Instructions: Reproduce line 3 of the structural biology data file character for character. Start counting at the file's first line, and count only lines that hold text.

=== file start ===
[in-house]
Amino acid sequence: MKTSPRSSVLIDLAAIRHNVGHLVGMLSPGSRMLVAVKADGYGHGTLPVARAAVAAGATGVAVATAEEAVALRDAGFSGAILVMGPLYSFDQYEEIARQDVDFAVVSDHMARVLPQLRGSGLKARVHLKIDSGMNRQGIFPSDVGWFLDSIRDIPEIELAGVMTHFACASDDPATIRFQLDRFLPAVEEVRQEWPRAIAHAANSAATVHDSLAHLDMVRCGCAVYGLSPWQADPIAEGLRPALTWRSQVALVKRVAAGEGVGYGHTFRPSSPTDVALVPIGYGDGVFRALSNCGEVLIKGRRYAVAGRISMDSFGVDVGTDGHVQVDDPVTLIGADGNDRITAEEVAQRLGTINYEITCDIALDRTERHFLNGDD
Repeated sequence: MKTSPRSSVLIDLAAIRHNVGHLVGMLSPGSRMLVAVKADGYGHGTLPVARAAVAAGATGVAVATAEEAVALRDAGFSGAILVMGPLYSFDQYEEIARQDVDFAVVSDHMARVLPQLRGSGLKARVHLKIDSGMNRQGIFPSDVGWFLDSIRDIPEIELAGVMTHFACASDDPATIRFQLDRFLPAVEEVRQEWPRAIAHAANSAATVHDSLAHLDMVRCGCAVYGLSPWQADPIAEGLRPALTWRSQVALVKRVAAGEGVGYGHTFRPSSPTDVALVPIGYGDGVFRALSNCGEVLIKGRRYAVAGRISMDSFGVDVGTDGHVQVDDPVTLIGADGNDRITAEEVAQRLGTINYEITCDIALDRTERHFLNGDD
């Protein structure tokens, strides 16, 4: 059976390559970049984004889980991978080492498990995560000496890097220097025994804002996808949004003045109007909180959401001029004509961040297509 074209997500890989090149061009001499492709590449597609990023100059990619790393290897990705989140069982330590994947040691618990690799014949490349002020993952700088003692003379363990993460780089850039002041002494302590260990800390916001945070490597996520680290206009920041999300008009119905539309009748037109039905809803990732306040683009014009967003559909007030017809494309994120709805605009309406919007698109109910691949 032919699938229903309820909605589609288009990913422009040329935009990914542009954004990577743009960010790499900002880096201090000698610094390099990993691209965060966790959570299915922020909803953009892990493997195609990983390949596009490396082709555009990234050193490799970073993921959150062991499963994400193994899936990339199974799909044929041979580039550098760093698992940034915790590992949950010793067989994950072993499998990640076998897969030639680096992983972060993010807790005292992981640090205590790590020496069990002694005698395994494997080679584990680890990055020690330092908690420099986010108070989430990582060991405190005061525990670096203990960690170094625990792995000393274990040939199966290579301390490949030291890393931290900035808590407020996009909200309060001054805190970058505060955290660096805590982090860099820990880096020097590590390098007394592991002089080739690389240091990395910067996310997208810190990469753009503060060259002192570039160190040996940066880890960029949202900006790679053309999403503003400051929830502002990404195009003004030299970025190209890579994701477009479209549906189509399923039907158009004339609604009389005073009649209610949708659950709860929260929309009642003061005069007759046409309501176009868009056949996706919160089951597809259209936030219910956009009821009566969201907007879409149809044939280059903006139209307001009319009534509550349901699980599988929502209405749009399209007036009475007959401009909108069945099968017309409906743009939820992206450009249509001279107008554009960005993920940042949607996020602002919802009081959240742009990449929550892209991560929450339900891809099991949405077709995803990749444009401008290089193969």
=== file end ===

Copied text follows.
Repeated sequence: MKTSPRSSVLIDLAAIRHNVGHLVGMLSPGSRMLVAVKADGYGHGTLPVARAAVAAGATGVAVATAEEAVALRDAGFSGAILVMGPLYSFDQYEEIARQDVDFAVVSDHMARVLPQLRGSGLKARVHLKIDSGMNRQGIFPSDVGWFLDSIRDIPEIELAGVMTHFACASDDPATIRFQLDRFLPAVEEVRQEWPRAIAHAANSAATVHDSLAHLDMVRCGCAVYGLSPWQADPIAEGLRPALTWRSQVALVKRVAAGEGVGYGHTFRPSSPTDVALVPIGYGDGVFRALSNCGEVLIKGRRYAVAGRISMDSFGVDVGTDGHVQVDDPVTLIGADGNDRITAEEVAQRLGTINYEITCDIALDRTERHFLNGDD